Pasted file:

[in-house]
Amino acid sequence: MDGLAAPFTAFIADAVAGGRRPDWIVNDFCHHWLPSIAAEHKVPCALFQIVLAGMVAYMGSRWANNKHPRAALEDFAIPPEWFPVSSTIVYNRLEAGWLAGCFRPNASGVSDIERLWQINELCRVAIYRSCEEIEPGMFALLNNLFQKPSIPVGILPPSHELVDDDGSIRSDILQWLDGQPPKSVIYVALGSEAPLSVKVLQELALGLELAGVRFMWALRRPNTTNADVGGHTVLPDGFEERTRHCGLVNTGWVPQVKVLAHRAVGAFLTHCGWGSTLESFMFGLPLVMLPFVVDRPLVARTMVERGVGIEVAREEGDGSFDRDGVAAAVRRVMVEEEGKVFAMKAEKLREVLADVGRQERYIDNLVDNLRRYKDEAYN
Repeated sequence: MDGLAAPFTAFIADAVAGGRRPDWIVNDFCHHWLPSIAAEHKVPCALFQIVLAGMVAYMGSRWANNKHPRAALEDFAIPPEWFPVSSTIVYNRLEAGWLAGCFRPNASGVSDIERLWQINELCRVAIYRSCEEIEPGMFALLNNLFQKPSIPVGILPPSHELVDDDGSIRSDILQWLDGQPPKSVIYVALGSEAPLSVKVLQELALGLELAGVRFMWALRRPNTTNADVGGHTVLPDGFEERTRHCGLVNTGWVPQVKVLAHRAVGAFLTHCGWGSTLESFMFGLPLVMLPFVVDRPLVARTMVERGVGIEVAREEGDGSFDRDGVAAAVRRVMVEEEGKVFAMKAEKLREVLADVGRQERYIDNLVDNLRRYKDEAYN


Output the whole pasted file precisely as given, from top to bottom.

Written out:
[in-house]
Amino acid sequence: MDGLAAPFTAFIADAVAGGRRPDWIVNDFCHHWLPSIAAEHKVPCALFQIVLAGMVAYMGSRWANNKHPRAALEDFAIPPEWFPVSSTIVYNRLEAGWLAGCFRPNASGVSDIERLWQINELCRVAIYRSCEEIEPGMFALLNNLFQKPSIPVGILPPSHELVDDDGSIRSDILQWLDGQPPKSVIYVALGSEAPLSVKVLQELALGLELAGVRFMWALRRPNTTNADVGGHTVLPDGFEERTRHCGLVNTGWVPQVKVLAHRAVGAFLTHCGWGSTLESFMFGLPLVMLPFVVDRPLVARTMVERGVGIEVAREEGDGSFDRDGVAAAVRRVMVEEEGKVFAMKAEKLREVLADVGRQERYIDNLVDNLRRYKDEAYN
Repeated sequence: MDGLAAPFTAFIADAVAGGRRPDWIVNDFCHHWLPSIAAEHKVPCALFQIVLAGMVAYMGSRWANNKHPRAALEDFAIPPEWFPVSSTIVYNRLEAGWLAGCFRPNASGVSDIERLWQINELCRVAIYRSCEEIEPGMFALLNNLFQKPSIPVGILPPSHELVDDDGSIRSDILQWLDGQPPKSVIYVALGSEAPLSVKVLQELALGLELAGVRFMWALRRPNTTNADVGGHTVLPDGFEERTRHCGLVNTGWVPQVKVLAHRAVGAFLTHCGWGSTLESFMFGLPLVMLPFVVDRPLVARTMVERGVGIEVAREEGDGSFDRDGVAAAVRRVMVEEEGKVFAMKAEKLREVLADVGRQERYIDNLVDNLRRYKDEAYN